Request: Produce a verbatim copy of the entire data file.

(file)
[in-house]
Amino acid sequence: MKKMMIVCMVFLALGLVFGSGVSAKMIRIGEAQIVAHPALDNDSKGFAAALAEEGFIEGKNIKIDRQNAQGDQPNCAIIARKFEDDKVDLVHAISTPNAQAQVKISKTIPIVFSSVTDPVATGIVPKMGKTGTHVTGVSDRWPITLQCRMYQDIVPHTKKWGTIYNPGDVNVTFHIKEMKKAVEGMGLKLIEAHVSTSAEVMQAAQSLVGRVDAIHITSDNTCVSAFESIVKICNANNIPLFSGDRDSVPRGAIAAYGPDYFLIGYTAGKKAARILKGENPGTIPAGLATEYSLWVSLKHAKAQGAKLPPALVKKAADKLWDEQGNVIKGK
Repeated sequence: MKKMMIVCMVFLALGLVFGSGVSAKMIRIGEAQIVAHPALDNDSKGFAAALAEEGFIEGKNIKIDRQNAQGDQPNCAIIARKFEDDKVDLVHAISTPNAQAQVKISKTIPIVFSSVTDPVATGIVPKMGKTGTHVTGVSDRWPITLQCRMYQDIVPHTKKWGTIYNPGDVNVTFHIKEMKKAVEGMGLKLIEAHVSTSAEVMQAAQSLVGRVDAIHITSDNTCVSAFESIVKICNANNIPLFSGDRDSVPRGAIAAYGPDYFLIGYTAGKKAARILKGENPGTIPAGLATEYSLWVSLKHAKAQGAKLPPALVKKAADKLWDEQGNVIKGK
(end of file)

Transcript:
[in-house]
Amino acid sequence: MKKMMIVCMVFLALGLVFGSGVSAKMIRIGEAQIVAHPALDNDSKGFAAALAEEGFIEGKNIKIDRQNAQGDQPNCAIIARKFEDDKVDLVHAISTPNAQAQVKISKTIPIVFSSVTDPVATGIVPKMGKTGTHVTGVSDRWPITLQCRMYQDIVPHTKKWGTIYNPGDVNVTFHIKEMKKAVEGMGLKLIEAHVSTSAEVMQAAQSLVGRVDAIHITSDNTCVSAFESIVKICNANNIPLFSGDRDSVPRGAIAAYGPDYFLIGYTAGKKAARILKGENPGTIPAGLATEYSLWVSLKHAKAQGAKLPPALVKKAADKLWDEQGNVIKGK
Repeated sequence: MKKMMIVCMVFLALGLVFGSGVSAKMIRIGEAQIVAHPALDNDSKGFAAALAEEGFIEGKNIKIDRQNAQGDQPNCAIIARKFEDDKVDLVHAISTPNAQAQVKISKTIPIVFSSVTDPVATGIVPKMGKTGTHVTGVSDRWPITLQCRMYQDIVPHTKKWGTIYNPGDVNVTFHIKEMKKAVEGMGLKLIEAHVSTSAEVMQAAQSLVGRVDAIHITSDNTCVSAFESIVKICNANNIPLFSGDRDSVPRGAIAAYGPDYFLIGYTAGKKAARILKGENPGTIPAGLATEYSLWVSLKHAKAQGAKLPPALVKKAADKLWDEQGNVIKGK